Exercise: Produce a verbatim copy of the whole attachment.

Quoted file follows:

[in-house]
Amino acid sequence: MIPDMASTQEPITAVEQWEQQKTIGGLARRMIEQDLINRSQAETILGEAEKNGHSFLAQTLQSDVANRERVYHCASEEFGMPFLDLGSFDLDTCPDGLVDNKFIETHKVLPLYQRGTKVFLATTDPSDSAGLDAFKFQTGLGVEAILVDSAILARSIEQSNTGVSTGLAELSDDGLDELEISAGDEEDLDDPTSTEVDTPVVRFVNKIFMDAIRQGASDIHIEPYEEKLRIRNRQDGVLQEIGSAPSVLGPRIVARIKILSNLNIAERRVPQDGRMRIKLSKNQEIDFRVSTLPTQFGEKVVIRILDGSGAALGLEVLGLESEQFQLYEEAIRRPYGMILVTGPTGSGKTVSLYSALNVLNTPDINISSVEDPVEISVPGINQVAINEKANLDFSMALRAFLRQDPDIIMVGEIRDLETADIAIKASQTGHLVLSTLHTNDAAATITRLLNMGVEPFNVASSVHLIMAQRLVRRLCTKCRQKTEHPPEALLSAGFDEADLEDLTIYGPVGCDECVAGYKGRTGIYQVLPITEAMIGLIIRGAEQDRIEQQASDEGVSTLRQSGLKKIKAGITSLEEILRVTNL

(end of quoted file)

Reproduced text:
[in-house]
Amino acid sequence: MIPDMASTQEPITAVEQWEQQKTIGGLARRMIEQDLINRSQAETILGEAEKNGHSFLAQTLQSDVANRERVYHCASEEFGMPFLDLGSFDLDTCPDGLVDNKFIETHKVLPLYQRGTKVFLATTDPSDSAGLDAFKFQTGLGVEAILVDSAILARSIEQSNTGVSTGLAELSDDGLDELEISAGDEEDLDDPTSTEVDTPVVRFVNKIFMDAIRQGASDIHIEPYEEKLRIRNRQDGVLQEIGSAPSVLGPRIVARIKILSNLNIAERRVPQDGRMRIKLSKNQEIDFRVSTLPTQFGEKVVIRILDGSGAALGLEVLGLESEQFQLYEEAIRRPYGMILVTGPTGSGKTVSLYSALNVLNTPDINISSVEDPVEISVPGINQVAINEKANLDFSMALRAFLRQDPDIIMVGEIRDLETADIAIKASQTGHLVLSTLHTNDAAATITRLLNMGVEPFNVASSVHLIMAQRLVRRLCTKCRQKTEHPPEALLSAGFDEADLEDLTIYGPVGCDECVAGYKGRTGIYQVLPITEAMIGLIIRGAEQDRIEQQASDEGVSTLRQSGLKKIKAGITSLEEILRVTNL